This is infuriating

This is infuriating. At least I think that’s the word the Yahoo News editor meant to use:

I don’t know if Ellen DeGeneres is infuriated, too, by the fact that the editor or writer can’t quite get her name right.

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Feeling the stress

It must have been a stressful weekend over at the editor’s desk at yahoo.com. Maybe that’s why the editors missed the missing apostrophe here:

Or failed to recognize that schoolyard is one word:

Someone should demand to know why a typo like this slipped through the spell-checker:

(Oh, yeah. I forgot. Yahoo editors don’t use spell-checkers. Or proofreaders.)

No spell-checker would have caught this perfectly spelled bit of nonsense:

I have no idea what that was supposed to be. Can anyone translate it for me?

Exactly the same except for the differences

Editors at Yahoo Lifestyle seem to have a different definition of “matching” than I do. Here’s what I mean:

See that headline? It refers to these “matching” dresses:

Did you notice that the dresses are alike except for the color. And the belt. And the sleeves. And the length. And the neckline. And the layers on the skirt. And the details on the bodice. And the train. So if you overlook those little items, they are indeed matching dresses. So maybe I’m just being picky. Or maybe the editor doesn’t know what “matching” means.

 

Uncommonly confused words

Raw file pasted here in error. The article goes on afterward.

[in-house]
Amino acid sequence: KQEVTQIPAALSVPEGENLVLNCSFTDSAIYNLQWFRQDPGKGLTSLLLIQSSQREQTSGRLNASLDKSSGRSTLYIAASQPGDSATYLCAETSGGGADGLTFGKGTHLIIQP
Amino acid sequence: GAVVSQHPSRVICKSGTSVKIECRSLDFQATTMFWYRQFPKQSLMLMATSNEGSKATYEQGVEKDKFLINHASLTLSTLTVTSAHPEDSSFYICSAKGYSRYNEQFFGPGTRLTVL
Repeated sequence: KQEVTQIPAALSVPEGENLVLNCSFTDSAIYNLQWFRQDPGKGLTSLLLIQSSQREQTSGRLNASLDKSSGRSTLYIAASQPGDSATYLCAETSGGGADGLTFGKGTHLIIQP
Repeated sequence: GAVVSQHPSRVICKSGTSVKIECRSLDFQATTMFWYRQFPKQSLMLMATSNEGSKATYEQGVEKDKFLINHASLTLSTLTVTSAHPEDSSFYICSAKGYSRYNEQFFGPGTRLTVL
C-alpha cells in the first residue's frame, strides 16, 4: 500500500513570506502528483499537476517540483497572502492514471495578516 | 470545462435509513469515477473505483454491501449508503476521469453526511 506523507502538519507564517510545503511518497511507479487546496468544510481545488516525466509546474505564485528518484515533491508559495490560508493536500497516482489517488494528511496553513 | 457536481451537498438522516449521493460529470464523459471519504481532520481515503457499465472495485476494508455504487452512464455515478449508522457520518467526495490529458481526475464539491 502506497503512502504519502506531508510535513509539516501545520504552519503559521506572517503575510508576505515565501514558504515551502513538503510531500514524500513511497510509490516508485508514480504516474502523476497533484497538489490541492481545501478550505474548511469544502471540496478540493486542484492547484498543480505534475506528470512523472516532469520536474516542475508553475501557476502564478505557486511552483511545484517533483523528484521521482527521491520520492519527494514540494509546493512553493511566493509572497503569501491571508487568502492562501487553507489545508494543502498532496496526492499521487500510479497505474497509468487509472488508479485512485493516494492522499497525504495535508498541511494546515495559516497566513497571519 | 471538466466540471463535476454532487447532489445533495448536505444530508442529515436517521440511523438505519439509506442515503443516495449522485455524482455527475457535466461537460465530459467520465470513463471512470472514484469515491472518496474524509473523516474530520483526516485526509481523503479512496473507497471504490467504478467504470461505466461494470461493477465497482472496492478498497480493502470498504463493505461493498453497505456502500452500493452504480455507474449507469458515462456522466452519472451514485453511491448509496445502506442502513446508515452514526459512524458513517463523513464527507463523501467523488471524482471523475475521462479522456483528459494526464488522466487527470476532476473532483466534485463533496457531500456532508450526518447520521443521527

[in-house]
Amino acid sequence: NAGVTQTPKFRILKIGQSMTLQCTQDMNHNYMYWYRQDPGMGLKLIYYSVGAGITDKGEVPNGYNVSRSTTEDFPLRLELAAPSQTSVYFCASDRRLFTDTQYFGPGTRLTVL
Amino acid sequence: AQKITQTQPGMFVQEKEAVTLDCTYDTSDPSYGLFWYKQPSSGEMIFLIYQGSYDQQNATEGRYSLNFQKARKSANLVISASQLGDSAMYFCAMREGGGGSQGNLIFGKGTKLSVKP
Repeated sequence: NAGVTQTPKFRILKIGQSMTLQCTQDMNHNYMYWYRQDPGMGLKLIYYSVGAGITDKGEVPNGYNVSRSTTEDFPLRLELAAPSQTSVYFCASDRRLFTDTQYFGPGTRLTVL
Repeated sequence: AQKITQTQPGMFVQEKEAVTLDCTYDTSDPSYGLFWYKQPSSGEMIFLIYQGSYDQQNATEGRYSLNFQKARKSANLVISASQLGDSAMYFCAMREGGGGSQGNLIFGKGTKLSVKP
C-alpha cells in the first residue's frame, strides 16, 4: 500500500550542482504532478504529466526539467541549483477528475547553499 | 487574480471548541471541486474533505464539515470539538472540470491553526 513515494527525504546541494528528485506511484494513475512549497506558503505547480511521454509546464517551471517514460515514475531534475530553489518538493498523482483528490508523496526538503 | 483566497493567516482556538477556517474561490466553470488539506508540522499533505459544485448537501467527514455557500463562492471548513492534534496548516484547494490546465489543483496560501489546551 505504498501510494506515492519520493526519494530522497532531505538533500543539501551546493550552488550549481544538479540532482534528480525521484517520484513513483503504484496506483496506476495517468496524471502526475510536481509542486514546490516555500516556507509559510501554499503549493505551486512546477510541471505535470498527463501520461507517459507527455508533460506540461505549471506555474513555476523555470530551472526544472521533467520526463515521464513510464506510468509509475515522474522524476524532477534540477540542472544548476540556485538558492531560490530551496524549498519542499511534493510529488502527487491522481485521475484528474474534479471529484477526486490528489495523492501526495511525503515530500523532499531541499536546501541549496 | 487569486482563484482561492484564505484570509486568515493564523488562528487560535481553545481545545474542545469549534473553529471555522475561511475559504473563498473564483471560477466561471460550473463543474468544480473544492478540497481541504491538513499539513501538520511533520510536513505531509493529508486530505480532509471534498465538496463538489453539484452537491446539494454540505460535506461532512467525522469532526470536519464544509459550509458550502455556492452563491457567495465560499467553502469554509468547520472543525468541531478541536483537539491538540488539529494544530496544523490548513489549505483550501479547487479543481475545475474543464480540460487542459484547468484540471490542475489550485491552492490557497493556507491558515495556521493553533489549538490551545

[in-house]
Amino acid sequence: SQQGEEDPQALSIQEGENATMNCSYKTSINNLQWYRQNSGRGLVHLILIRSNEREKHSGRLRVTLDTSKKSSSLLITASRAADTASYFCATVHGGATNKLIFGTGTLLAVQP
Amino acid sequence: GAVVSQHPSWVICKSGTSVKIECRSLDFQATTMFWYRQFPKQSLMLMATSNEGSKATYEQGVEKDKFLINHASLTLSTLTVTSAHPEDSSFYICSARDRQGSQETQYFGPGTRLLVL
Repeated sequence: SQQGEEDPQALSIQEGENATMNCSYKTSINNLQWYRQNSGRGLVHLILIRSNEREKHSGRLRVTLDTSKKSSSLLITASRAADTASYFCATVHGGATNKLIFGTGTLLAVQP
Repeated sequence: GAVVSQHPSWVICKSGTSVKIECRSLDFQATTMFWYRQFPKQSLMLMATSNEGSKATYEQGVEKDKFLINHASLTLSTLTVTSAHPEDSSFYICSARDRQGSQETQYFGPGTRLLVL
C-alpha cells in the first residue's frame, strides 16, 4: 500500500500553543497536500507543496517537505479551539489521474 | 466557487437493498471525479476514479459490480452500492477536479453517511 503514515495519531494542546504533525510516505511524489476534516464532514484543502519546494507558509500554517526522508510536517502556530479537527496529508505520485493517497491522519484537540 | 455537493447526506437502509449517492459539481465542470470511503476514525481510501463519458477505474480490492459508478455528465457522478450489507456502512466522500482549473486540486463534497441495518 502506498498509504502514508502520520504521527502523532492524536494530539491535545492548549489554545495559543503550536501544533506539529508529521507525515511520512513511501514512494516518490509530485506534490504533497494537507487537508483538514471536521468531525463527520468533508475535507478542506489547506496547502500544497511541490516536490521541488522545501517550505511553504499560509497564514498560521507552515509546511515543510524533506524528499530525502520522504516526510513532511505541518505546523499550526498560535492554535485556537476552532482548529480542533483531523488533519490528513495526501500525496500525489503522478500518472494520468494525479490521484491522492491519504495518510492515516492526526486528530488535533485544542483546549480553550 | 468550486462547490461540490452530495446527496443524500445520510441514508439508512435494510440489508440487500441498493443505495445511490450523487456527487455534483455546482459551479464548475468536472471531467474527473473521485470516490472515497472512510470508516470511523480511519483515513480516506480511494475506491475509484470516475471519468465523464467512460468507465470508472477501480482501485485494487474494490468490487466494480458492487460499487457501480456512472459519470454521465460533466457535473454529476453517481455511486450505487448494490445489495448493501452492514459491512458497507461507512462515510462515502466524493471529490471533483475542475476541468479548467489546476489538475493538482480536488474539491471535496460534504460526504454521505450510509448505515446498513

Halloween-themed weddings are all the rage around this time of year. It also seems that boat-themed weddings are making inroads into the matrimonial biz, if you believe Yahoo Lifestyle:

Although that excerpt appeared in an article about “Halloweddings,” the author slipped in a mention about a scull-covered cake. Do you think she was a tad confused? A skull-covered cake might be more appropriate.

This is a skull-covered cake:

 

This is a scull:

It’s a little different, no? I’ll file this one under “Uncommonly Confused Words” because I’ve never seen anyone make that mistake before.

Maybe at the at the isn’t a such big deal

Maybe a repeated word or two on the home page of Yahoo Lifestyle isn’t the worst mistake one could make:

It’s just the most obvious, and one easily caught by a proofreader, editor, or anyone familiar with English. But on the same page, there’s a little problem with the order of words:

Maybe that isn’t such a big deal; it’s just another mistake that should have been eliminated before it made it into our consciences.

 

Who do you trust?

Do you trust a site like Yahoo News after reading this on its front page?

Sloppy (or no) proofreading? Or reliance of a spell checker? Either way, a typo undermines the credibility of any news site. Careful proofreading by a literate human being is a bulwark against typos.

Regarding your word choice…

Regarding the use of the phrase in regards to on Yahoo News: It’s considered either out-and-out wrong or at best, nontraditional, by word nerds:

The correct wording is in regard to. But many editors prefer the use of regarding or concerning.

Break out the eraser

Time to break out the eraser and correct this from Yahoo Lifestyle:

When it’s one word, breakout is a noun or adjective. The phrasal verb is two words: break out.

That’s a new one

I’ve seen all kinds of misuse of the apostrophe, but this one on yahoo.com take’s the cake:

According to dictionaries…

According to dictionaries, Yahoo News editors can’t spell meteorologists:

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